New insights after 180 years shed light on the mechanism of general anaesthesia in the brain

New insights after 180 years shed light on the mechanism of general anaesthesia in the brain

Every year, over 350 million surgeries are performed worldwide, and many of us will have to undergo a procedure requiring general anesthesia at some point in our lives. Despite being a common medical practice, the exact workings of anesthesia drugs in the brain remain largely unknown. However, a new study published in The Journal of Neuroscience sheds light on this process by revealing that general anesthesia only affects specific parts of the brain responsible for alertness and wakefulness.

The study, conducted using fruit flies, discovered a potential mechanism through which anesthesia drugs interact with certain types of neurons in the brain. This interaction is mediated by proteins. The brain contains around 86 billion neurons, and not all of them are the same. These differences allow general anesthesia to be effective.

While we have some understanding of how anesthesia drugs affect consciousness, thanks to a significant discovery made in 1994, understanding the finer details requires examining the minute variations between brain cells.

Broadly speaking, there are two main types of neurons in the brain: excitatory neurons, which keep us alert and awake, and inhibitory neurons, which regulate and control the excitatory neurons. In everyday life, these two types of neurons constantly work together to maintain balance.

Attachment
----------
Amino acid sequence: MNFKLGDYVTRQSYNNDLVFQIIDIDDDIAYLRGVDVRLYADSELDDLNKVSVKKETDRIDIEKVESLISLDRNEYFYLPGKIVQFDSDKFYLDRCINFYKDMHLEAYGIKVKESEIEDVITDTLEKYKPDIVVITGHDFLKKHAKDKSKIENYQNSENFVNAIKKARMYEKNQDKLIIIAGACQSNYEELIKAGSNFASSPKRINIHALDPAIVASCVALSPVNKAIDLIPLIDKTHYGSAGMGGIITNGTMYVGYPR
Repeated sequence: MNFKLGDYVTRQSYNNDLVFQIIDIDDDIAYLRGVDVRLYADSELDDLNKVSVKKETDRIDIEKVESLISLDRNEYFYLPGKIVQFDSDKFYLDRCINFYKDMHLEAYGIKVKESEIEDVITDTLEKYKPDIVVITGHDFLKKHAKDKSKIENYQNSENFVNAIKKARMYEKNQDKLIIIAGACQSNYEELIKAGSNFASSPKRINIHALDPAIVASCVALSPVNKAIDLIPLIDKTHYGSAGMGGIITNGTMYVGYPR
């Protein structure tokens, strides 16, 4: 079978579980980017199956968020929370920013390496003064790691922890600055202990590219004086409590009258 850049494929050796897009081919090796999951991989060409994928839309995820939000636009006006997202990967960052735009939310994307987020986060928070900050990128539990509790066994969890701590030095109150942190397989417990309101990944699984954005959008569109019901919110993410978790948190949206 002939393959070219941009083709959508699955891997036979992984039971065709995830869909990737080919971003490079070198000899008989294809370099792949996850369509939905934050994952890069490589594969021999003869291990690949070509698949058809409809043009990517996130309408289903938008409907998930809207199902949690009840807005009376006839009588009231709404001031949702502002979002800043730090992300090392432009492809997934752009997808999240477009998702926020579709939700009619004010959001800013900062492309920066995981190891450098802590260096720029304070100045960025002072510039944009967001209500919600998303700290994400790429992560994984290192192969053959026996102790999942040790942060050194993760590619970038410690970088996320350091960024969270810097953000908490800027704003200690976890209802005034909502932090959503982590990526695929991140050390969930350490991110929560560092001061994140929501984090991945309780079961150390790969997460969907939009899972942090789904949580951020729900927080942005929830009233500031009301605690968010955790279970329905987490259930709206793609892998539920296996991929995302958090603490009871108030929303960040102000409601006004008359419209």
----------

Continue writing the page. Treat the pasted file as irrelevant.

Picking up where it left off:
When we fall asleep, inhibitory neurons silence the excitatory neurons gradually over time, leading to increasing tiredness throughout the day. General anesthesia speeds up this process by directly silencing the excitatory neurons without any involvement from the inhibitory ones. This is why an anesthetist will tell you they will “put you to sleep” during a procedure.

While we understand why anesthesia puts us to sleep, the question remains as to why we stay asleep during surgery. Researchers have proposed several potential explanations over the years, but they all seem to point to one underlying cause: general anesthesia disrupts communication between neurons.

The recent study found that general anesthesia appears to inhibit communication specifically in excitatory neurons while leaving inhibitory neurons unaffected. This concept is not new, but the study provides compelling evidence as to why only excitatory neurons are impacted.

For neurons to communicate, proteins play a crucial role. One of their tasks is to facilitate the release of neurotransmitters, which are chemical messengers that transmit signals between neurons. The study found that general anesthesia impairs the ability of these proteins to release neurotransmitters but only in excitatory neurons. This was confirmed through experiments using fruit flies and super-resolution microscopy.

The difference between excitatory and inhibitory neurons lies in the types of proteins they express. This is similar to having two cars of the same make and model, but with slight variations. Both cars serve the same purpose, but one has additional features. Similarly, neurotransmitter release is a complex process involving multiple proteins. If any piece of this puzzle is not functioning correctly, general anesthesia will not be effective.

The next step in this research is to identify which specific piece of the puzzle differs between excitatory and inhibitory neurons to understand why general anesthesia only affects excitatory communication.

Ultimately, the study suggests that general anesthesia drugs cause widespread inhibition in the brain by silencing excitability in two ways, leading to sleep and maintaining it during surgery.